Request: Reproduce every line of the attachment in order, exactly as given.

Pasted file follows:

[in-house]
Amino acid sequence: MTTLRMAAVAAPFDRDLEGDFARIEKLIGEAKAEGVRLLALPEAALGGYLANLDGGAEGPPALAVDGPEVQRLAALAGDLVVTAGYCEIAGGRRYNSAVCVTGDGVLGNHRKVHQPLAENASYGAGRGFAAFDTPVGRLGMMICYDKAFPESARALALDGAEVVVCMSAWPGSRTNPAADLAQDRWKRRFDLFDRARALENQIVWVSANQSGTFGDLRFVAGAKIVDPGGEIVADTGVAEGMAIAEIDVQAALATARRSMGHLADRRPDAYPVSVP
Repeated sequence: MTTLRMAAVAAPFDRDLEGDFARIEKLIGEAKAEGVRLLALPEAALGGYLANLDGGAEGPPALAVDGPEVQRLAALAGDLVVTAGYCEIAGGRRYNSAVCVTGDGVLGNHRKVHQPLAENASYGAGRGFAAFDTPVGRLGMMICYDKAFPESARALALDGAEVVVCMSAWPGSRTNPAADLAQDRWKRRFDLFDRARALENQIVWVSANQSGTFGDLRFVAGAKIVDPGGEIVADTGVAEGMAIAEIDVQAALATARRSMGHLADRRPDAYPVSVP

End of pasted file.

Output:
[in-house]
Amino acid sequence: MTTLRMAAVAAPFDRDLEGDFARIEKLIGEAKAEGVRLLALPEAALGGYLANLDGGAEGPPALAVDGPEVQRLAALAGDLVVTAGYCEIAGGRRYNSAVCVTGDGVLGNHRKVHQPLAENASYGAGRGFAAFDTPVGRLGMMICYDKAFPESARALALDGAEVVVCMSAWPGSRTNPAADLAQDRWKRRFDLFDRARALENQIVWVSANQSGTFGDLRFVAGAKIVDPGGEIVADTGVAEGMAIAEIDVQAALATARRSMGHLADRRPDAYPVSVP
Repeated sequence: MTTLRMAAVAAPFDRDLEGDFARIEKLIGEAKAEGVRLLALPEAALGGYLANLDGGAEGPPALAVDGPEVQRLAALAGDLVVTAGYCEIAGGRRYNSAVCVTGDGVLGNHRKVHQPLAENASYGAGRGFAAFDTPVGRLGMMICYDKAFPESARALALDGAEVVVCMSAWPGSRTNPAADLAQDRWKRRFDLFDRARALENQIVWVSANQSGTFGDLRFVAGAKIVDPGGEIVADTGVAEGMAIAEIDVQAALATARRSMGHLADRRPDAYPVSVP